Tag Archives: ship in a bottle

Quentin Robinson, ship in a bottle maker

Suffolk resident Quentin Robinson wrote a few days ago to describe his adventures with model ship and ship in a bottle making, together with this gallery of photos. Thanks Quentin! Here’s what he had to say:

‘I was at a loose end. It was a Sunday and there was a boot fair on, so I headed down to try to seek out that elusive bargain that I could take on the Antiques Road show and ask “how much?”

‘It’ll never happen, but I found a book titled Ten Simple Sailing Models,  which seemed a snip at 50p.

‘I started to have a go, and the schoolboy in me came alive. But I didn’t think ahead, for the trouble with taking on this new hobby was that I live in a very modest house, and I was going to run out of space very quickly. Having invested in tools, materials etc etc etc.I would either have to give up or find another way. So I dwelled on the problem…

‘Then it came to me. Ships in bottles! I vaguely remembered seeing somebody making ships in bottles on the telly, so thanks to the power of the internet I went into a research and development phase.  All I needed were  few more tools, and a few bottles…

‘First your have to find your bottle and then empty the contents… and after 18 years as a deckhand on tramp steamers I had no problem with that part.

‘Then you plan the ship – the only rule is it has to fit through the neck of the bottle. As this was my first attempt I kept it simple.

‘I firstly painted the inside of the bottle and then considered what would go in with the ship – it’s not enough to just pop the ship in – so I built a lighthouse and some rocks with a wreck aground, and a wreck buoy.

‘Next I worked on the ship. It takes a lot of patience, but fortunately with my seafaring background the rigging came easy. I currently have three ships in various stages of rigging – the one with the black sail will be “bottled” tomorrow, followed by the green-hulled vessel the day after, and the one under the masking tape will follow.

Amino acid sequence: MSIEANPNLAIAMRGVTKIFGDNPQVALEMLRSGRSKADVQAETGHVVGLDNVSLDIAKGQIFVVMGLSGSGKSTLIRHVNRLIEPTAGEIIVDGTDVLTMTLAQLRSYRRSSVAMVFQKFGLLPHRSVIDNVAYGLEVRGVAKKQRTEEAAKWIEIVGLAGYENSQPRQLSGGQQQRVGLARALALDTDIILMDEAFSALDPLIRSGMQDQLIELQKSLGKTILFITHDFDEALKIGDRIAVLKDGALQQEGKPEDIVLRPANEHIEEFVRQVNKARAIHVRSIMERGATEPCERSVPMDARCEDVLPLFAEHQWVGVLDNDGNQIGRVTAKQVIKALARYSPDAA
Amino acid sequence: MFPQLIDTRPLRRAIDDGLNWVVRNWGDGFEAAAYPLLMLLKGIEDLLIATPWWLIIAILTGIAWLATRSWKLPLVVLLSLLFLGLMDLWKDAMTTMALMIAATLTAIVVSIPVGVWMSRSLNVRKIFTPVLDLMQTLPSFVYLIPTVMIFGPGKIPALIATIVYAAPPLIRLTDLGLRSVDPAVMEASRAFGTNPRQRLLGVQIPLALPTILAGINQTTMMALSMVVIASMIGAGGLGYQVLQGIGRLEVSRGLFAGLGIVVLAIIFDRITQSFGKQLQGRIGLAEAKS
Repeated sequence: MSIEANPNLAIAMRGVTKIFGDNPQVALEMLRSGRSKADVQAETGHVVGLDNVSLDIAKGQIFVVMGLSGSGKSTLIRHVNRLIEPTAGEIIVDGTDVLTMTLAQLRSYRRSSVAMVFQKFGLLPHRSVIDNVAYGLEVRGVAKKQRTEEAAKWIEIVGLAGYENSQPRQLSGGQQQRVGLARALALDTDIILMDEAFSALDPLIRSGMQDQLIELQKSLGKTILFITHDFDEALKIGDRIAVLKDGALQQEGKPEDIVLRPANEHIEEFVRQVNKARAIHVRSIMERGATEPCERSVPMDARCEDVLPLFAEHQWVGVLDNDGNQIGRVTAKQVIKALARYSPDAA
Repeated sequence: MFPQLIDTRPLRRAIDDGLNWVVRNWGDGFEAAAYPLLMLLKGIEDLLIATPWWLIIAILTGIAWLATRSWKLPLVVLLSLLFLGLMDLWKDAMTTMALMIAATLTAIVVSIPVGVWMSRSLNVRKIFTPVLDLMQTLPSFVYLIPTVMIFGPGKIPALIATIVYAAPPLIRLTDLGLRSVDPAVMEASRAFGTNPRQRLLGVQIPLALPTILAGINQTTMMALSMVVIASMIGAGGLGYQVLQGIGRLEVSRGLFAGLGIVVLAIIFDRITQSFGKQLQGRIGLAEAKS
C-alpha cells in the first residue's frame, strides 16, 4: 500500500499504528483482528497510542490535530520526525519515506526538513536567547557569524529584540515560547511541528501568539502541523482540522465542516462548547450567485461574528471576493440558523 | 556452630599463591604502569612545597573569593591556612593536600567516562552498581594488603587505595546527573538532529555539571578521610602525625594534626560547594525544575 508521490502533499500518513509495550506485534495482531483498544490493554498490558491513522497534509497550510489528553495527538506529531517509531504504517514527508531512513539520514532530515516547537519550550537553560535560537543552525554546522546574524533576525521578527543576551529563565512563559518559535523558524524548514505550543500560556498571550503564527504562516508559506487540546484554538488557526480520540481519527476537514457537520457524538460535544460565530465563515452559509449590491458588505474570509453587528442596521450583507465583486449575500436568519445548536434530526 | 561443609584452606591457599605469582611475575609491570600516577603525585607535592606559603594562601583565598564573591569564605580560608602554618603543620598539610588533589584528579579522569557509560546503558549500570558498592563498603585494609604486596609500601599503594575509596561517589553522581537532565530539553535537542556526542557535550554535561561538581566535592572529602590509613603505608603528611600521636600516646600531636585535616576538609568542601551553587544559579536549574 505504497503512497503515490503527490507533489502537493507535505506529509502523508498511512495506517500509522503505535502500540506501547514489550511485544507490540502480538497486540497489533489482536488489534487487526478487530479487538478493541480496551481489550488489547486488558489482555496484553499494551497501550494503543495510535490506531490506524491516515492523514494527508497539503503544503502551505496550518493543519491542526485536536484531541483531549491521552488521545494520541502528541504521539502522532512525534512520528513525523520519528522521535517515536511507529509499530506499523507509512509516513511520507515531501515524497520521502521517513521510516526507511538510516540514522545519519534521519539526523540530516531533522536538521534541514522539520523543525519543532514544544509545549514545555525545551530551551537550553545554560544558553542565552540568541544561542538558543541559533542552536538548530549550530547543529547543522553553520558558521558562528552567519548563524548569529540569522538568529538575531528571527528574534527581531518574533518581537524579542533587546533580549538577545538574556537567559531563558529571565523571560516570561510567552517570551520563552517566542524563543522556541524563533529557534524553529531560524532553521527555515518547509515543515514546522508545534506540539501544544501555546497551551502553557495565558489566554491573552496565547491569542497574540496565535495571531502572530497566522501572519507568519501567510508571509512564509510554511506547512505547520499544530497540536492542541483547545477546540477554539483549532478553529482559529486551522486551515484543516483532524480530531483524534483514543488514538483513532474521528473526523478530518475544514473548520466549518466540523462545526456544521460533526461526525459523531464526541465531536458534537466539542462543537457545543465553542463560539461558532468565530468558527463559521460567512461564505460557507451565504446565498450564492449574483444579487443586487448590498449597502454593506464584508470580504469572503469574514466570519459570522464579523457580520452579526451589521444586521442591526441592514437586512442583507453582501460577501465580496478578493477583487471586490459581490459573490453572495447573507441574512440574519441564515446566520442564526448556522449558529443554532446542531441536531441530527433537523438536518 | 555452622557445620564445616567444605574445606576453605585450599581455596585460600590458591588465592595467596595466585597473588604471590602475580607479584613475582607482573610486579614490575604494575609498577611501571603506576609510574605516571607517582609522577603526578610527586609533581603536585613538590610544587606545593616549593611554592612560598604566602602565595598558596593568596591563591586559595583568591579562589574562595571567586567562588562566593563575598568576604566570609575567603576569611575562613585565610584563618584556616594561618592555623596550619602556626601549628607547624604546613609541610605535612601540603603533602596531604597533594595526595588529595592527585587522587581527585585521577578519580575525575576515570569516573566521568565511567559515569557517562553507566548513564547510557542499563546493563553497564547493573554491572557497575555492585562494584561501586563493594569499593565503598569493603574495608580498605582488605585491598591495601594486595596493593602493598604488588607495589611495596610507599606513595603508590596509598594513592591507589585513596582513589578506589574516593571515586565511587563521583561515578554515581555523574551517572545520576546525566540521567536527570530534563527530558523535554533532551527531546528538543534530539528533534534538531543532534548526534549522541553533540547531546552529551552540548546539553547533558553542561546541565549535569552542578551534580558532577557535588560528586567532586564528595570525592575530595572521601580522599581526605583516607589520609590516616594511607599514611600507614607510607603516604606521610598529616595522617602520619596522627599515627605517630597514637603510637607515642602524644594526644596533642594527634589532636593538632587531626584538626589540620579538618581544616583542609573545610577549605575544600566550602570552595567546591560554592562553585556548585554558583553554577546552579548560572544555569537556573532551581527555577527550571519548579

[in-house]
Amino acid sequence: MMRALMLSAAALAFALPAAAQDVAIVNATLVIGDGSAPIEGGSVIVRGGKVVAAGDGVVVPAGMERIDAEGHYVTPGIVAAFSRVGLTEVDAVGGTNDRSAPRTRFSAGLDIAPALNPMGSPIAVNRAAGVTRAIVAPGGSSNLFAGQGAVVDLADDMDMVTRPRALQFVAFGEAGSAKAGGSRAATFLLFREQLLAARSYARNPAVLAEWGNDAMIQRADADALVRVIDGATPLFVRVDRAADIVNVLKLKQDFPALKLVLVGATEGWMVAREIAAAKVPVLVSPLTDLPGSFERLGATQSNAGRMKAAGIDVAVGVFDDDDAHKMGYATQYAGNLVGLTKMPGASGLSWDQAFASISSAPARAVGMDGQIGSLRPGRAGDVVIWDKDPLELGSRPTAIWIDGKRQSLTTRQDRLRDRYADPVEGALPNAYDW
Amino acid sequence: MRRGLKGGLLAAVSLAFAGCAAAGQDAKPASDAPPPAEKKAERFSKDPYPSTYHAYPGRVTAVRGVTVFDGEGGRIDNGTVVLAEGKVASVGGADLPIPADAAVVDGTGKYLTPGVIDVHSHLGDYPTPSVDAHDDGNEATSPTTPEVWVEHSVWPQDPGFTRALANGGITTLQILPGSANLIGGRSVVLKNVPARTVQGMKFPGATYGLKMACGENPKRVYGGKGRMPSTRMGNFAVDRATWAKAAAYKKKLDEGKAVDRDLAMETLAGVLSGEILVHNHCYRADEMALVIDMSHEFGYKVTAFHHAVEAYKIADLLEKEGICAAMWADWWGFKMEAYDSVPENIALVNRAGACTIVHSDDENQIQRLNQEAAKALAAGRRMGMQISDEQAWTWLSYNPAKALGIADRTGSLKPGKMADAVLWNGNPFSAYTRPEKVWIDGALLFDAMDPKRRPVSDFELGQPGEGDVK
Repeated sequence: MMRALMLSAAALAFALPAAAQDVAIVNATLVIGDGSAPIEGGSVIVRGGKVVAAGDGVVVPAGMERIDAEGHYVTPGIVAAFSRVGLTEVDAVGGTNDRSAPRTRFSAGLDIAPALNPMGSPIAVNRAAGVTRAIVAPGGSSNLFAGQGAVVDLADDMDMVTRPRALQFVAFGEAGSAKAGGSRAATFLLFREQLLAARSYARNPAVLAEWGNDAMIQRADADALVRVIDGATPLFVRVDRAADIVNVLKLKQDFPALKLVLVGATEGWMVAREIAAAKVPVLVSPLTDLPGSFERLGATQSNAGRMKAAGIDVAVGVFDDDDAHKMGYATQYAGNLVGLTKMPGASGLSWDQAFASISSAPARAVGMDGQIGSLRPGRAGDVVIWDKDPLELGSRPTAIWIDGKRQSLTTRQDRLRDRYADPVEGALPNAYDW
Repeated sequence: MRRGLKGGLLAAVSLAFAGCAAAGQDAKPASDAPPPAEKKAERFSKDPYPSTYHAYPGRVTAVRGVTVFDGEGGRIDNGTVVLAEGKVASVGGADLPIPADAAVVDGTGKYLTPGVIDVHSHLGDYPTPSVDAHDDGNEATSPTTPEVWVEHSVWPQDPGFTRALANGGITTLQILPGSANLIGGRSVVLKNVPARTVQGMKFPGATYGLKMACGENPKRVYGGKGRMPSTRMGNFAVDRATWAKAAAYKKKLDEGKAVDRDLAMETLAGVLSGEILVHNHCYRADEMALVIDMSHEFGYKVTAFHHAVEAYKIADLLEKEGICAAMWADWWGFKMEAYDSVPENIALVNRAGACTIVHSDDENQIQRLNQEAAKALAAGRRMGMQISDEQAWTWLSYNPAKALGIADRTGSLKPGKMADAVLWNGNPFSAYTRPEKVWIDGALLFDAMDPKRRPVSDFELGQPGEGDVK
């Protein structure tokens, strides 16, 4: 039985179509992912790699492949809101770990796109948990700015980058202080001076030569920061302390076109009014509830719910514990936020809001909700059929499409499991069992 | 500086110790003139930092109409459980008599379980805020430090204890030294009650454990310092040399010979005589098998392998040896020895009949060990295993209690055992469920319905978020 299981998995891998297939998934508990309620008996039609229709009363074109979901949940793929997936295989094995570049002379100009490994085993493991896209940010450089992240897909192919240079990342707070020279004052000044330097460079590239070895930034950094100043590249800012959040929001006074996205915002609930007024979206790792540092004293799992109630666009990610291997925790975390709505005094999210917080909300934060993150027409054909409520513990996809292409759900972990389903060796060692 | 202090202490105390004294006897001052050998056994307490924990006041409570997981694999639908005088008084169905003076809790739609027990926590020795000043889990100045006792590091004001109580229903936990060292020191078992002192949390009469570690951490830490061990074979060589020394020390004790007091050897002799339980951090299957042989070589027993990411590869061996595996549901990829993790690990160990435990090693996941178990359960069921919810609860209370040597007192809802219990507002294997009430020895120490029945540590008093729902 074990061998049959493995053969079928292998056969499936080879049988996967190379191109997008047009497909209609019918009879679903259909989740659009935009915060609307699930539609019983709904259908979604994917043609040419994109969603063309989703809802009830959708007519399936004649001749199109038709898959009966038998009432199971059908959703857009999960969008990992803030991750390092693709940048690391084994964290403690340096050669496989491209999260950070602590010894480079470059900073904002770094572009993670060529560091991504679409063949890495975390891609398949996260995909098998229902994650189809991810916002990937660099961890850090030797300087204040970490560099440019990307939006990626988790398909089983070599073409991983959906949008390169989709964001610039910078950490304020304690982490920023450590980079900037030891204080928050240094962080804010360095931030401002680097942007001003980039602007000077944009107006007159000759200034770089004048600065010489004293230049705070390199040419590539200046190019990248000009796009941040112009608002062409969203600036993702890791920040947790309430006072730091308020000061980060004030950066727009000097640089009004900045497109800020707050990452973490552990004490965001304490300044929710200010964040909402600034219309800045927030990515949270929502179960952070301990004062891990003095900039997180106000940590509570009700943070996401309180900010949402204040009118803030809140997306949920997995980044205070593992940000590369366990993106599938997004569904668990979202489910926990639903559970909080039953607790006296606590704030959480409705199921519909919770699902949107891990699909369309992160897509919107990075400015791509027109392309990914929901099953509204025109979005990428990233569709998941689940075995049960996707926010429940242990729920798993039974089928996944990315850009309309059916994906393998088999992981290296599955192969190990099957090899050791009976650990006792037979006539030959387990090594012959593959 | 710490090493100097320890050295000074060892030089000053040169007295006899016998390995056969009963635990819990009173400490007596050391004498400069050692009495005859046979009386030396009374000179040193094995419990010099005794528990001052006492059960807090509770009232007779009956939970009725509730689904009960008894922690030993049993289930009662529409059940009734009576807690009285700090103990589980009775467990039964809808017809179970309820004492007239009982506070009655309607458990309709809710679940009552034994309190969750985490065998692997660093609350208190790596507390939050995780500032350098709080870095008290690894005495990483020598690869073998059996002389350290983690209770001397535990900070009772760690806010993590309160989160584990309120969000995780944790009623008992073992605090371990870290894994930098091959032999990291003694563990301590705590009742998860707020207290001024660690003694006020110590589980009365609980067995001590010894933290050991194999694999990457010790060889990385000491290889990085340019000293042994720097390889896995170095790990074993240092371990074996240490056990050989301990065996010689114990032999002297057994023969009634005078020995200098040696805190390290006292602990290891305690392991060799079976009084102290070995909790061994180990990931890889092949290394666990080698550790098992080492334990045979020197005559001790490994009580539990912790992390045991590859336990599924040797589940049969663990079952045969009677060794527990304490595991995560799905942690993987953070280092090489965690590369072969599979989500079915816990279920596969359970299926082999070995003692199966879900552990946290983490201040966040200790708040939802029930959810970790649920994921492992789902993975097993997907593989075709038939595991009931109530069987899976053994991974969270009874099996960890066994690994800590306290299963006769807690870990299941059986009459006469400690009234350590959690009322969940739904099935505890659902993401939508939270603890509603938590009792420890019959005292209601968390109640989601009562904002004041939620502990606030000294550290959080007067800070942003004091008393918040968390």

‘I then considered where they were to be presented. I came across the idea of wall mounted models. I had lots of wall spacebut very little shelve space. I did name the first two ships in bottles that I built, but then there was a change in my life which I shall now explain…

‘While all this ship building activity was going on, I started to go blind. I had no idea it was going to happen. Please don’t feel the need to say sorry, it’s a bit boring hearing this after the first few hundred times.

‘Things started to disappear from my life, forever. And I found myself unemployed. Every interview I attended would turn me away and refuse to employ me on the grounds of health and safety. So what next?

‘Again I pondered on this. Well there’s no point in getting down about these things, so I went into mass production of ships in bottles with a view to selling them via the Internet, craft fairs, boat shows and regattas.

‘I use a rope mat instead of a wooden plaque, and don’t give the ship a name plaque – the idea is, that you, the customer, gets to name the ship. And  after all, as the new owner you are in charge of your ship.